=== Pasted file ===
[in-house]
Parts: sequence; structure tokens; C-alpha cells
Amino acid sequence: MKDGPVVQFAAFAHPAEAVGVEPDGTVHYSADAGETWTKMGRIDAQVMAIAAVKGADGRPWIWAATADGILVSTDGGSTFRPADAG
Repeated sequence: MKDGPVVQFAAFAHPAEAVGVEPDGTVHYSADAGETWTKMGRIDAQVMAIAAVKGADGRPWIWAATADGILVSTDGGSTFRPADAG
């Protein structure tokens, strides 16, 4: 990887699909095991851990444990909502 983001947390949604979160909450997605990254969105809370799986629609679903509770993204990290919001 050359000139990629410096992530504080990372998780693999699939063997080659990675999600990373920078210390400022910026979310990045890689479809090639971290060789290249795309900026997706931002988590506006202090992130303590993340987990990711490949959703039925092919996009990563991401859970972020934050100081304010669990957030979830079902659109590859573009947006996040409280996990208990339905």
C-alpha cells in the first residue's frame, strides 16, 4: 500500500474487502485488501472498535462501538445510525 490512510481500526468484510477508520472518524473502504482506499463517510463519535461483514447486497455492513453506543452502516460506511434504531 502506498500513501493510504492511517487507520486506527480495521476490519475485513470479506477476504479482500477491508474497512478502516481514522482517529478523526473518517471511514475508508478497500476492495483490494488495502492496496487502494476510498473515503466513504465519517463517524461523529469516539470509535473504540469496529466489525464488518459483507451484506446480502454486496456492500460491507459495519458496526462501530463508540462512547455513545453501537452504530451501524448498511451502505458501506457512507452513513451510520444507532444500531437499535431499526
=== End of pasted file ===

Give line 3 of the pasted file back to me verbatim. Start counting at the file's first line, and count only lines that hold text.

Amino acid sequence: MKDGPVVQFAAFAHPAEAVGVEPDGTVHYSADAGETWTKMGRIDAQVMAIAAVKGADGRPWIWAATADGILVSTDGGSTFRPADAG